As an energy drink brand, he said there are very few companies in the world that will own Formula 1 teams or football clubs, or have an athlete attempt to break multiple world records by jumping from the stratosphere.
“Such proposals can land on a thousand corporate desks and no-one would even give it a second glance to consider it,” he said.
“But those are the sorts of things that people are happy to send to us, and we evaluate those from top to bottom based on the criteria of the opportunity.
“The purpose of the organisation is to ‘give wings to people and ideas’; it’s a great filter for innovation as it allows for a limitless platform of achievement or problem-solving.”
The role of HR in innovation
Sargent explained that HR plays an important role in the process of innovation in a number of ways: “HR have a seat at the table, they are involved in the strategy creation, project teams, as well as supporting leadership team members with direct coaching or linking teams with specialist coaches based on needs,” he said.
“We need people who are able to quickly adapt to change and market forces – and who are also fun to work with”
HR is also an integral part of an internal or an external candidate’s performance at Red Bull, from providing tools and resources for them to on-board or develop, he said.
“Most of the solutions that we provide people in our business are Red Bull solutions,” said Sargent.
“We very rarely participate in external training, conferencing or other development options, as we tend to do all those things inside the business; we do that well and we train people in how to do that.”
Internally, HR is helping drive change as well, and Sargent said HR within Red Bull globally is at the centre of scoping, ideating and providing internal solutions for team members to be able to run those projects effectively using agile project management.
“Agile project management is something that’s new to Red Bull, as we’ve tended to do things departmentally in the past,” he said.
“So agile project teams are now in development in Australia and globally, and while HR may go outside to find support to help with these, ultimately they’ll craft those external solutions into very Red Bull-specific solutions so our internal teams can develop and prosper.”
On an operational level, HR is always involved in acquiring the right talent, from interviewing, behavioural screening as well as onboarding, according to Sargent, who said this process ensures consistency across the organisation.
When it comes to recruitment, he also believes in a more traditional approach: “As the leader of the business, which tends to offer a line of guidance for the rest of the business, intuition and gut feeling is still so important when you’re dealing with a lifestyle brand,” he said.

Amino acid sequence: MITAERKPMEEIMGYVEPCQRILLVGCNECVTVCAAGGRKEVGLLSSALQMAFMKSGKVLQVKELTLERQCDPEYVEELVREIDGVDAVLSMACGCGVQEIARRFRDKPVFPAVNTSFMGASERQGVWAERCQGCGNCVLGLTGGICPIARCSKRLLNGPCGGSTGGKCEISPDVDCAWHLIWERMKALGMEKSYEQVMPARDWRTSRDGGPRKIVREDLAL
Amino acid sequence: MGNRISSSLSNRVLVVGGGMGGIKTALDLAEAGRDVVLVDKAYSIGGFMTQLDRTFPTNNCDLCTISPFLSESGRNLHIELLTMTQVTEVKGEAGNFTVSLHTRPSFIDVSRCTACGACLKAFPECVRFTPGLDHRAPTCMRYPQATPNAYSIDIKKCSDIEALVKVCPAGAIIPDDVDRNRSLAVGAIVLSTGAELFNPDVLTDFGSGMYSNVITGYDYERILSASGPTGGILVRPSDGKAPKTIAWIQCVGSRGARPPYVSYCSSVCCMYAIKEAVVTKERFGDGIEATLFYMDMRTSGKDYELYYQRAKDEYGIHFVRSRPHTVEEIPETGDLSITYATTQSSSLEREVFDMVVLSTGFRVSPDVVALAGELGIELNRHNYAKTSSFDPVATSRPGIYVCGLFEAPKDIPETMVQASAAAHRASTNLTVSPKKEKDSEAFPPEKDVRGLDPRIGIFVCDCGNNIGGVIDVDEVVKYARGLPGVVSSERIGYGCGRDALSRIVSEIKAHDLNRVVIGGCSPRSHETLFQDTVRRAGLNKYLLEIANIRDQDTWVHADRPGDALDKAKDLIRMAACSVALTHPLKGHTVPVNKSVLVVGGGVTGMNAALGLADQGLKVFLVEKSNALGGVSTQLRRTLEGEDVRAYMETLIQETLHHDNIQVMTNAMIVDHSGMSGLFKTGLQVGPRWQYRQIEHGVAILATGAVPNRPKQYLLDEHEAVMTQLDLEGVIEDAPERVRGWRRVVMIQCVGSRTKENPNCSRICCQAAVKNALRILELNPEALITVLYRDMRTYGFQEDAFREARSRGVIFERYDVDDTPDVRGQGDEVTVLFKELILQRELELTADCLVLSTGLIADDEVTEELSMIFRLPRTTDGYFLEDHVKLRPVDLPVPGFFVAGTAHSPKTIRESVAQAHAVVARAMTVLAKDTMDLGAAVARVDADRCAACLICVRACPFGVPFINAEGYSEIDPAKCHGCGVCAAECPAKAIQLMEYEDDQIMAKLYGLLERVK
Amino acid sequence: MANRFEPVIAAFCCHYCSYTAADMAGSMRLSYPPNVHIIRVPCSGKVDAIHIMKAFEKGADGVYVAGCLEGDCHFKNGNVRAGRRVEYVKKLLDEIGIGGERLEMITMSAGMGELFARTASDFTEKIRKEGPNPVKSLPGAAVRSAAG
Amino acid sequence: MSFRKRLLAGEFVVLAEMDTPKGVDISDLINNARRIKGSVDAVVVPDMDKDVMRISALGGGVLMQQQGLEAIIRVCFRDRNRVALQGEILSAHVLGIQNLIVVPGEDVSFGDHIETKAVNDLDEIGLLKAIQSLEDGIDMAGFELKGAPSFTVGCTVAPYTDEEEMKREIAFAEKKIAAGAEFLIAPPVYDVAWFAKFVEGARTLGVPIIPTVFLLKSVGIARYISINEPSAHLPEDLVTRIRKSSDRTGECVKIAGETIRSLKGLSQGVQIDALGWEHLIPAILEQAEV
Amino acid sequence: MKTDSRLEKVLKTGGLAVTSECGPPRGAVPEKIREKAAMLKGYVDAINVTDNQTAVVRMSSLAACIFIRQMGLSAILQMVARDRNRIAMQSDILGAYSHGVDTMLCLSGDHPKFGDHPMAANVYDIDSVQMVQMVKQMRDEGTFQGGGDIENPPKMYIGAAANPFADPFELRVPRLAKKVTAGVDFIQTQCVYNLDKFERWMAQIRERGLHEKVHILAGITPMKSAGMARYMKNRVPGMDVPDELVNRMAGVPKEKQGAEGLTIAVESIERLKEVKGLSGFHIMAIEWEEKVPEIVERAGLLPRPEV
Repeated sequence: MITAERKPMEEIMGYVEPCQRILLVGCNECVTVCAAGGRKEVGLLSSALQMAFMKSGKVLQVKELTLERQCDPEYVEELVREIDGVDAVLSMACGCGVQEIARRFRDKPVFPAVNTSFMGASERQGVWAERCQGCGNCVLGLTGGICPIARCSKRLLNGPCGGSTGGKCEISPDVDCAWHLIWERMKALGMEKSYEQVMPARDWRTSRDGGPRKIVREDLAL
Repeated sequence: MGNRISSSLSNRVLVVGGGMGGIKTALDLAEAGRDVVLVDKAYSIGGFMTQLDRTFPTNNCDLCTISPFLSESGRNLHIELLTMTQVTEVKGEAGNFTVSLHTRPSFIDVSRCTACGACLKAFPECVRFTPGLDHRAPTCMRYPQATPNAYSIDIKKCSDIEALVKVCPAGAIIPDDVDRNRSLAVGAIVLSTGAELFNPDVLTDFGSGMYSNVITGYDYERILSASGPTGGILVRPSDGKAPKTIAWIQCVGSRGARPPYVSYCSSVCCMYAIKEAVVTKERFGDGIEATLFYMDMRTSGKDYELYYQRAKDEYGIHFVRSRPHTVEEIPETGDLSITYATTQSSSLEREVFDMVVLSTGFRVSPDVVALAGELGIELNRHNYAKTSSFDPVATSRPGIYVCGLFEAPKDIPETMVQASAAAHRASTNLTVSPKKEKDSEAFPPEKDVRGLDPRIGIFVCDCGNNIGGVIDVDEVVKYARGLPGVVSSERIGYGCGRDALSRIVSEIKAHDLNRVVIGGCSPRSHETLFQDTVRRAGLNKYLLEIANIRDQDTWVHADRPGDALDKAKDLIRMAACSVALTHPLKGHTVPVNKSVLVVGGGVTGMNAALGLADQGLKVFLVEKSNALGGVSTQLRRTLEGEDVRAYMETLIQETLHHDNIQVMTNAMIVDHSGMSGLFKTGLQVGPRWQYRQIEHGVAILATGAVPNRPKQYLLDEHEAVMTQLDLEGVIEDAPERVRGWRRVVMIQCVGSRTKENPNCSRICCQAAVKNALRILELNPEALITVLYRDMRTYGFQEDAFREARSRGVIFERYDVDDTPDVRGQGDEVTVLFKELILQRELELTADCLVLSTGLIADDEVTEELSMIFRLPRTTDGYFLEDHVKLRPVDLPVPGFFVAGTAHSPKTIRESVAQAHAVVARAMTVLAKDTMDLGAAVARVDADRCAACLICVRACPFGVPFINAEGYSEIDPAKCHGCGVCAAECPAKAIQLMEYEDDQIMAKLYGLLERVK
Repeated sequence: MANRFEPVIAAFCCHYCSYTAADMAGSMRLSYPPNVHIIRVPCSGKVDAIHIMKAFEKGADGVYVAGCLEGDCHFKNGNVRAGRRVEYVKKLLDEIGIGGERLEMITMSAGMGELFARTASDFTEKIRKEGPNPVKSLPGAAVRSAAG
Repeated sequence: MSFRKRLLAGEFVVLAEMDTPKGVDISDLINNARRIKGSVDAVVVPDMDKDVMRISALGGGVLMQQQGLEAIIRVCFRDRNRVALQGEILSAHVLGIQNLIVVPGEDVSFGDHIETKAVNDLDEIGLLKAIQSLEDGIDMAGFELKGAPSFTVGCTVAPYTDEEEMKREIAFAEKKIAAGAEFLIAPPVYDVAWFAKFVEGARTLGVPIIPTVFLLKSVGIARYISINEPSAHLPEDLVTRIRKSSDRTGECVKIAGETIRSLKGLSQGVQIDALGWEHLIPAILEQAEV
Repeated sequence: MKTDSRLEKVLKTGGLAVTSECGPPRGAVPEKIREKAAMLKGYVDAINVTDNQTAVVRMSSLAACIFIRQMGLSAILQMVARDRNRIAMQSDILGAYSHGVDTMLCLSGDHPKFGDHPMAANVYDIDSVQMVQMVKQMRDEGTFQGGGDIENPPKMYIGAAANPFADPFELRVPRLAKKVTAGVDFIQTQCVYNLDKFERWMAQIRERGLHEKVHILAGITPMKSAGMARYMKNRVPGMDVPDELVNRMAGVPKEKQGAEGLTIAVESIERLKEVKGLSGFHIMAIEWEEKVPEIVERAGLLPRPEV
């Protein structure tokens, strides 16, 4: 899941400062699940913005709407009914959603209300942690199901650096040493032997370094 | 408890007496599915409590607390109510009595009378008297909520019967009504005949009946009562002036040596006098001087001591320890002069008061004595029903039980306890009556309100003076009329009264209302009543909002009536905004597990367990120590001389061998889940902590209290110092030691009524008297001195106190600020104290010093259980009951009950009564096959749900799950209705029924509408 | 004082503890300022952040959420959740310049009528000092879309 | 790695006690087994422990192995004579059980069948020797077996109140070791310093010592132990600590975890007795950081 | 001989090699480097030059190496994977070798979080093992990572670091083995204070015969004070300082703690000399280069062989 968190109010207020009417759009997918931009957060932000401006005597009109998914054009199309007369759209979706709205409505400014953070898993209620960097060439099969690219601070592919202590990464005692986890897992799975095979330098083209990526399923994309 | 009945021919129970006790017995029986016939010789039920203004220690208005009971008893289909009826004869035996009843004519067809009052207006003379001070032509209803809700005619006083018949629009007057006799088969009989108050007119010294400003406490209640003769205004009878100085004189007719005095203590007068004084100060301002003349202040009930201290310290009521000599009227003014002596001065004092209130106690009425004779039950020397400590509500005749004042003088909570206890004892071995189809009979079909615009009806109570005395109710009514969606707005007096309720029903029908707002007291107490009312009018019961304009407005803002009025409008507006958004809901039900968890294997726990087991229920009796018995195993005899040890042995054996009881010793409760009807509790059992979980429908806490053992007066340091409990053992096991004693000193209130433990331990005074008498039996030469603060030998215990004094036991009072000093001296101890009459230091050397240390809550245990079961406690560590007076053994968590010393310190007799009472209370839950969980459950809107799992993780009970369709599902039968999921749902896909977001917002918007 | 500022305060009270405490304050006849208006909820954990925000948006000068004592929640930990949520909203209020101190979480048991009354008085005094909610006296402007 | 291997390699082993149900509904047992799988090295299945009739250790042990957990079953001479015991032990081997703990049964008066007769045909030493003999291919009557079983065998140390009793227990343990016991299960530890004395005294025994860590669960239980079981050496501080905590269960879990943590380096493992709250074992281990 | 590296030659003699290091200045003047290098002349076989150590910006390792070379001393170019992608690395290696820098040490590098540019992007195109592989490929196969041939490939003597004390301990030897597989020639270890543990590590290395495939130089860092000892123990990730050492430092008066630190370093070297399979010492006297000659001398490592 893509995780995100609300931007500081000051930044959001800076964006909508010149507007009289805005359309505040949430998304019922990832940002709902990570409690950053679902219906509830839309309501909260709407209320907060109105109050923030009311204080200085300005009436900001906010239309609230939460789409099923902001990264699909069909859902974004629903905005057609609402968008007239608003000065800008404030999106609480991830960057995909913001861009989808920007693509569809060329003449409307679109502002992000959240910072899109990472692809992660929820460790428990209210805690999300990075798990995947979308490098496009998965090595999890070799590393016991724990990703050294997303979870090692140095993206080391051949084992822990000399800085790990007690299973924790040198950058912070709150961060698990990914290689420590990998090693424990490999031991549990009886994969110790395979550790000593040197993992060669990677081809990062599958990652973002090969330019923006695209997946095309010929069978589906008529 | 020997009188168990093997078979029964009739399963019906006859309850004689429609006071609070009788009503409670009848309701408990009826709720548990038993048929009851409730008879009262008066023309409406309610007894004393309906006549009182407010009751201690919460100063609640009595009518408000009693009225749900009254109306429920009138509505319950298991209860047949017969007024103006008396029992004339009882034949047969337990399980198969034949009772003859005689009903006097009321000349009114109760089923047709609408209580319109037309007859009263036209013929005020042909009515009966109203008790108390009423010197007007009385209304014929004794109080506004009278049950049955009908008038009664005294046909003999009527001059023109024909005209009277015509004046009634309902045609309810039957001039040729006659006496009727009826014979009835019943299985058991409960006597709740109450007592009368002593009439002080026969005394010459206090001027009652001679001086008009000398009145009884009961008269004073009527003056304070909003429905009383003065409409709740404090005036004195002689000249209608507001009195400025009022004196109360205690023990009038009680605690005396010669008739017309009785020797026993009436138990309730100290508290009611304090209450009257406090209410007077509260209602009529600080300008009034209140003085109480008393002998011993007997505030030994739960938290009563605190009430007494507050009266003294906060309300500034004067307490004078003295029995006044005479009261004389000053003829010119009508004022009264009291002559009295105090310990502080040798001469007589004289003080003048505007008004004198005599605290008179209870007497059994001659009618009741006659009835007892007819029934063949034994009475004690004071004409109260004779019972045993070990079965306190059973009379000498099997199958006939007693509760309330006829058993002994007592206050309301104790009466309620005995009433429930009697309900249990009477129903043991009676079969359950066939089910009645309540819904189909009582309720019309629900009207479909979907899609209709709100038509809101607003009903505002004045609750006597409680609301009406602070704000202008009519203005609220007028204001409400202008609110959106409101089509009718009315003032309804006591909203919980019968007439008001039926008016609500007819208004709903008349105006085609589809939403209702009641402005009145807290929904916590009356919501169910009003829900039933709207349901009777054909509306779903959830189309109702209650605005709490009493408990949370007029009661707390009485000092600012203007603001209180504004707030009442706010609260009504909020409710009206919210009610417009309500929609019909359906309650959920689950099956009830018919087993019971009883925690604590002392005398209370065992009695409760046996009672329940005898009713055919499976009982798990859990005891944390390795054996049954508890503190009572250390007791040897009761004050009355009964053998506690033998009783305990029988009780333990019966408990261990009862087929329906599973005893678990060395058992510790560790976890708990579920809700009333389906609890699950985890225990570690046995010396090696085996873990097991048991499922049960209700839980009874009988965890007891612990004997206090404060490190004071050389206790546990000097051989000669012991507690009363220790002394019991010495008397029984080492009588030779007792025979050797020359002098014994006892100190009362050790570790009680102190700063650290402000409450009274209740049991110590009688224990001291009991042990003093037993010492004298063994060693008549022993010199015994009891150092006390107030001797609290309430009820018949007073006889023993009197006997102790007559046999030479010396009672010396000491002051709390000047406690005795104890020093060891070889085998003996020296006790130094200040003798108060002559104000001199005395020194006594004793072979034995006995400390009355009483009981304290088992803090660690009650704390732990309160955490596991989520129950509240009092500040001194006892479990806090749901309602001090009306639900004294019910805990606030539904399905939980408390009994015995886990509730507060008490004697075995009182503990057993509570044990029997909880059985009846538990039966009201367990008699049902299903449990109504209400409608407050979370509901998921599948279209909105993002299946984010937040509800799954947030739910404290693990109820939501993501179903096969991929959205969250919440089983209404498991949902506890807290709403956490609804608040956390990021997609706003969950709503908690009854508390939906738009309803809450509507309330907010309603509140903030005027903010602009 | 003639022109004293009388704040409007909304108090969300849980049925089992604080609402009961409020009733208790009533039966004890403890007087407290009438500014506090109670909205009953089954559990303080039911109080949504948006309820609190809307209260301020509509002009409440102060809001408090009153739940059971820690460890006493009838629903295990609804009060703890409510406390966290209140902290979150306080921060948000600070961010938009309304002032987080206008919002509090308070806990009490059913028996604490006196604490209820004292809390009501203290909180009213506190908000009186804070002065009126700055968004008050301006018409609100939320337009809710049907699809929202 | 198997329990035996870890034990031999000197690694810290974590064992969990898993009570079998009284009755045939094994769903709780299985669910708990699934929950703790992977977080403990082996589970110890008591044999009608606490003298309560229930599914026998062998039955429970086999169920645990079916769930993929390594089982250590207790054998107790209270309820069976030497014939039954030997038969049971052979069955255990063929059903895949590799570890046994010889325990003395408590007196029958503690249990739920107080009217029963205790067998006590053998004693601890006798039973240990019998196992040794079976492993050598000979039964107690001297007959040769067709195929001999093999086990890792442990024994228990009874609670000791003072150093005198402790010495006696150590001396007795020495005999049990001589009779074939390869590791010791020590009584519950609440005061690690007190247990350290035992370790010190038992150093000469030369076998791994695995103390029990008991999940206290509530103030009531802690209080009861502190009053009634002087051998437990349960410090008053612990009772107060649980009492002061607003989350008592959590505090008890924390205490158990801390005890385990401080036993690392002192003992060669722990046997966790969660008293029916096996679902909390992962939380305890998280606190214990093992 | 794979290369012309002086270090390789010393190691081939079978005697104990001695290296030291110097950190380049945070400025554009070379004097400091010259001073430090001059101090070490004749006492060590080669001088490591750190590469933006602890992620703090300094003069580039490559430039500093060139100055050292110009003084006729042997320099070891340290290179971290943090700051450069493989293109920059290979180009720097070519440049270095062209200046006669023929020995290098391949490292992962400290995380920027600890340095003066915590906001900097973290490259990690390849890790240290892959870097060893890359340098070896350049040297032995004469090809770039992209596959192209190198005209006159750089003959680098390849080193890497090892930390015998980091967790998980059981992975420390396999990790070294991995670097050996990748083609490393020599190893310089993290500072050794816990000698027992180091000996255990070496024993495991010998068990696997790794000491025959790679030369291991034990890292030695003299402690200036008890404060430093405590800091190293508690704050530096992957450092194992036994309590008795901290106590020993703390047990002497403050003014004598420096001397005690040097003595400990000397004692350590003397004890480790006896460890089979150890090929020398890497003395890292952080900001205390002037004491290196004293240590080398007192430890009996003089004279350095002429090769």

“We’re not a brand that is interested in flavour of the month technical skills or employees; we need people who are able to quickly adapt to change and market forces – and who are also fun to work with.”
“I’ve done 19 years in this one company, and there are a few things that keep me here – and one of them is I really enjoy working with the people who are here. That’s got retention value for me, and I’m sure it’s got a retention value to others.
“When you have a profile like Red Bull does, you’ve got to work hard to retain and engage people given the competition for talent”
“We’re not a stand-around-the-bar-on-Friday-and-drink kind of company, we don’t necessarily need that to have fun. We actually enjoy the process of working together.”
Key outcomes and results
Red Bull has experienced a number of benefits as a result of the above approach, and Sargent observed that business is growing faster than the energy drinks category itself in terms of growth, and has above benchmark performance in terms of engagement and retention, as well as Net Promoter Scores.
“Growth is rarely ever one thing, it’s always a combination of multiple factors,” he said.
“We’ve been selling the same thing for 20 years, so to achieve growth from that same product for 20 years says something – so to grow a business with this context doesn’t just happen.
“Because we continue to push and drive innovation, and HR’s role in making sure we have the right people and the right solutions, that all contributes to that growth that we have in our category.
“We operate in a really competitive environment for talent, and retaining, engaging and developing people is difficult in our world – particularly as we cross over marketing, content and communication streams from other beverage manufacturers, as well as talent from tech companies, marketing agencies or TV companies and stations.
“We don’t operate in one sphere or one dimension, we operate in several – and when you have a profile like Red Bull does, you’ve got to work hard to retain and engage people given the competition for talent,” said Sargent.
Sargent explained that employee engagement within the business is strong, and with a workforce comprising 83 per cent Millennials, he acknowledged that their career choices are largely based on their own immediate desire to grow and develop.
“There are lots of benefits and advantages in working here, and we pay people fairly for what they’re worth – but Millennials don’t stay for that; they want to grow and develop and be engaged, and we give them plenty of opportunities to do that,” he said.